Complex Regulation of HDAC4 in Skeletal Muscle

The study of HDAC4 in denervated muscle also reveals a surprising complexity of its regulation. While it is generally thought that phosphorylated HDAC4 resides in the cytosol, in denervated muscles, HDAC4 is phosphorylated but accumulates in the nucleus. Phosphorylation therefore does not necessarily lead to nuclear export. Despite the robust nuclear accumulation of HDAC4 and its potent repressive activity toward MEF2, denervation is not accompanied by a global shutdown of MEF2-target genes, many of which are structural proteins essential for muscle integrity. In other words, MEF2 target genes are partially protected from the buildup of nuclear HDAC4 induced by denervation. Interestingly, phosphorylation was reported to dissociate HDAC4 from MEF2 independent of HDAC4 nuclear export (McKinsey et al. 2000). It was therefore proposed that phosphorylation of nuclear HDAC4 in denervated muscle might serve to protect muscle from a dramatic loss of MEF2-dependent structural genes (Cohen et al. 2009). A nondiscri-minative repression of MEF2 transcription by nuclear HDAC4 and HDAC5 would lead to severe muscle dysfunction. Indeed, in muscle fibers expressing phosphory-lation-deficient and nuclear-localized HDAC4-3SA mutant, a dramatic reduction in structural genes accompanied by loss of muscle integrity was observed (Cohen et al. 2009). In fact, the skeletal muscle phenotype induced by the HDAC4-3SA mutant is similar to that observed in MEF2C knockout mice (Potthoff et al. 2007b). These studies reveal that phosphorylation of HDAC4 and HDAC5 serves as a critical regulation that protects muscle integrity in response to loss of neural activity. It should be noted that phosphorylated HDAC4, while less active in repressing MEF2 activity, could engage in other signaling events important for muscle remodeling (TJC, MCC and TPY, unpublished observation). In this context, phosphorylation could play an instructive role to redirect HDAC4 to a MEF2-independent pathway.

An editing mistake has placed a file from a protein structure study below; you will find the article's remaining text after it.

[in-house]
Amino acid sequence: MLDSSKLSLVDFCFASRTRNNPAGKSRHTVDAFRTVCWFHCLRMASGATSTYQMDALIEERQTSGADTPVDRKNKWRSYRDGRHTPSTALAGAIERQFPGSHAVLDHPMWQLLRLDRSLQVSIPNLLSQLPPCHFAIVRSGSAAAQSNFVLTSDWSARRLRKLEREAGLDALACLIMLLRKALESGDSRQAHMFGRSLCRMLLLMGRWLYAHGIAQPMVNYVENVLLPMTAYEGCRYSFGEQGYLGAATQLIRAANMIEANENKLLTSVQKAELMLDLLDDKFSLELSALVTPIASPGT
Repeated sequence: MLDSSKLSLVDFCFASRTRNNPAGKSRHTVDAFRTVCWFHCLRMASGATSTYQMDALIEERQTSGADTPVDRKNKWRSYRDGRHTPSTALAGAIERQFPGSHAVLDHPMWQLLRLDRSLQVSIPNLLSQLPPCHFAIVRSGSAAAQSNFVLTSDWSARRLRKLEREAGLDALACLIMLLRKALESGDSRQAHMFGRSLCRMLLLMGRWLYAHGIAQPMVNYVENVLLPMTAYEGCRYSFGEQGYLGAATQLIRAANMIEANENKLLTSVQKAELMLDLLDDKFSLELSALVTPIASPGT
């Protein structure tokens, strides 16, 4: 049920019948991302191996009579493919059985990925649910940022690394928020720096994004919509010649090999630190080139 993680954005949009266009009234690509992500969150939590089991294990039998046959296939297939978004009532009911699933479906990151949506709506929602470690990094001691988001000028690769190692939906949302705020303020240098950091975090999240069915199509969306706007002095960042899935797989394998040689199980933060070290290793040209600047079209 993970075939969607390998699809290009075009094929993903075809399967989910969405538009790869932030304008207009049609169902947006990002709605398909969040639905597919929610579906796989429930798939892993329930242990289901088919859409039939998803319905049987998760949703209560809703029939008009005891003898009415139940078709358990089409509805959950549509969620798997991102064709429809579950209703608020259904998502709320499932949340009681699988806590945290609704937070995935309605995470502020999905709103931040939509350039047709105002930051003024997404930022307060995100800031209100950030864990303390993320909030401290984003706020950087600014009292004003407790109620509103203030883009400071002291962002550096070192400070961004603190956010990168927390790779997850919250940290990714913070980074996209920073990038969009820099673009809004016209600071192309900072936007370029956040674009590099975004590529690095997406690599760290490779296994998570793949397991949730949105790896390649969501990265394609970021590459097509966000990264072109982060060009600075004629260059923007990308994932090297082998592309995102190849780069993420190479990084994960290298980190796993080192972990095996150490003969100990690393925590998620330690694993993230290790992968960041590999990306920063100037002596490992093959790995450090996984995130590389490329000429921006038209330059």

The mechanism that elicits the transcriptional induction of HDAC4 by denerva-tion remains poorly understood. Although CaMKII or related kinase-mediated phosphorylation could explain the differential phosphorylation and fiber type-selective activity of HDAC4, it is not clear how the same mechanism could affect HDAC4 gene transcription. In addition to calcium-dependent CaMK signaling, denervation also ceases contraction of the muscle. The mechanical contraction of myofibers is believed to have signaling capacity via a kinase titin, which spans half the length of the sarcomeres from the Z-line to the M-line. By sensing the mechanical force generated during contraction, it is thought that titin could regulate the atrophy-promoting E3 ligases MURF1 and MURF2, which are also associated with the sarcomere. Denervation or disease-associated titin mutation causes the dissociation of MURF2 from the sarcomere and entry to the nuclei, resulting in changes in gene transcription (Lange et al. 2005). Interestingly, HDAC4 was also found to associate with the sarcomere in cultured cardiomyocytes (Gupta et al. 2008). The physical interaction of HDAC4 and atrophy-promoting E3 ligases with the contraction apparatus suggests that mechanical contraction might regulate HDAC4 transcription and the muscle atrophy program. If proven correct, HDAC4 would act as a central effector in response to both calcium flux and mechanical force induced by motor neuron activity.

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